Another and probably bigger blow, however - it seems that Waterstones (the biggest bookshop chain in Britain) expect a minimum of 55% discount from new publishers, and moreover require you to deliver via one approved book supplier, who I suppose will also collect a rake-off, and on top of that I'd probably still need another distributor as well. I can't budget for that without jacking up the cover price to an insane level, and even if I could, they can kiss my arse on general principles, frankly. But if I can't get my books in there I might as well forget the whole thing. I'm telling myself the book is such surefire gold they'd have to take it eventually, but that may be overconfidence.

I'm looking into print-on-demand, where the book's only printed as needed so you can cut out storage costs. There are some drawbacks but if the quality's good it may be a way to go. Or I could admit defeat and really work on the bitter and twisted thing. Hmm, hmm, hmm.

Anyway, here is

Lives of the Great Inventors, No. 4

The Inventor of Sarin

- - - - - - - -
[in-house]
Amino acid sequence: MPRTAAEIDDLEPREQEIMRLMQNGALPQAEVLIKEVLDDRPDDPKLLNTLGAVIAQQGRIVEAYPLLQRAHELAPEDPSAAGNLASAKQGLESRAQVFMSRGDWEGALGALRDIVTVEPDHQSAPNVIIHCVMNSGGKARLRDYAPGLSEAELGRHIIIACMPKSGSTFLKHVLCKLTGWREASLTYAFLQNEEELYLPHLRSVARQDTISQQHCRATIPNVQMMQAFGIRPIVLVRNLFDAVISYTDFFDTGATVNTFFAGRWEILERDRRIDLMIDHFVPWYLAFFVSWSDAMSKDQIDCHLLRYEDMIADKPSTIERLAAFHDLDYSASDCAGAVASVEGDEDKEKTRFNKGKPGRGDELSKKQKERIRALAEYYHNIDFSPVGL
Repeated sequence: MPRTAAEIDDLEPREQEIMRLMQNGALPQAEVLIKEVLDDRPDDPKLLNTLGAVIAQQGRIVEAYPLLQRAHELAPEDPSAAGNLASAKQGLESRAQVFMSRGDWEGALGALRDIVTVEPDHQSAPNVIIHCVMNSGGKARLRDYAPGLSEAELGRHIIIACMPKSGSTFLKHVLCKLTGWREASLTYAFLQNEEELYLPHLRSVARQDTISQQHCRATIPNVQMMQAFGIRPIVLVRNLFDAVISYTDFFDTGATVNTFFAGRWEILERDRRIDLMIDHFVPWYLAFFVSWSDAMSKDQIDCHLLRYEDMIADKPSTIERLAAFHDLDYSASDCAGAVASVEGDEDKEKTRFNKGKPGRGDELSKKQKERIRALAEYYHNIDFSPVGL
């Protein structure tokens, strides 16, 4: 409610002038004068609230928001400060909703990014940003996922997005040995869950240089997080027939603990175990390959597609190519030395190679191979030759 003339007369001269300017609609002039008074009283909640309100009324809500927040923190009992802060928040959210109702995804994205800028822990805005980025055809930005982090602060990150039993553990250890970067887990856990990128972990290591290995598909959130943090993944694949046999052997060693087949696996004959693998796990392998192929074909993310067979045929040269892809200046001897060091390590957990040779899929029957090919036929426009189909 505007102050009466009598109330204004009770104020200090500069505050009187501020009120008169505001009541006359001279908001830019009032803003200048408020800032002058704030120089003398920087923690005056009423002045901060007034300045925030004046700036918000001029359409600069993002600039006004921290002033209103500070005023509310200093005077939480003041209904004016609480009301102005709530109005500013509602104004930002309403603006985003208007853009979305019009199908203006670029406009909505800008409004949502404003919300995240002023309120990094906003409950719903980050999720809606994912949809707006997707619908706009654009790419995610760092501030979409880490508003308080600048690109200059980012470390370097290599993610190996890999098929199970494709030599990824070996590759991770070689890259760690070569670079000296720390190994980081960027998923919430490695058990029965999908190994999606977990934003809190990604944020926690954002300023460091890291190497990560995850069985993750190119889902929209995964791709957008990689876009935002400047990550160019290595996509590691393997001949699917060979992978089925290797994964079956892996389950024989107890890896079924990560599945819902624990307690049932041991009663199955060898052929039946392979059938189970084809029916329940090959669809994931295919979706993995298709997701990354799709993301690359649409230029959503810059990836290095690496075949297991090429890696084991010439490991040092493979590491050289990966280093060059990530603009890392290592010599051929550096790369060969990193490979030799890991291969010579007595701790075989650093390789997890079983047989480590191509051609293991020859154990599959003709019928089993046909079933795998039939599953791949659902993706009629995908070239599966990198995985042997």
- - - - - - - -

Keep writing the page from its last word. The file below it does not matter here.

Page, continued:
Dr. Mordred Sarin... early ambition to be a writer... no-one would publish his books, even when he offered to pay for it himself...bomb-threats not taken seriously... so he needed a way to make a great number of people die as quickly as'll understand when you're older...legitimate cry for help kind of thing... one man's maniac another man's freedom fighter... have to understand it in the context of his history of oppression... early setbacks and failures, at first victims just got a bit poorly... endured the heartbreak of watching lab-rats positively thrive and grow chipper every time he exposed them to a new formula... some of the bastards became immortal afterwards as if to taunt him, back to the drawing board... was he downhearted? Discouraged? Never... At last came the happy day, the ignorant colleagues who had laughed laughed no more... nor his neighbours... or his landlady... or a couple of other thousand people he didn't like the looks of... and some towns he'd passed through that were an unkind shape... Nobel Prize committee... honoured some dolt who'd invented a new type of aspirin... they died too...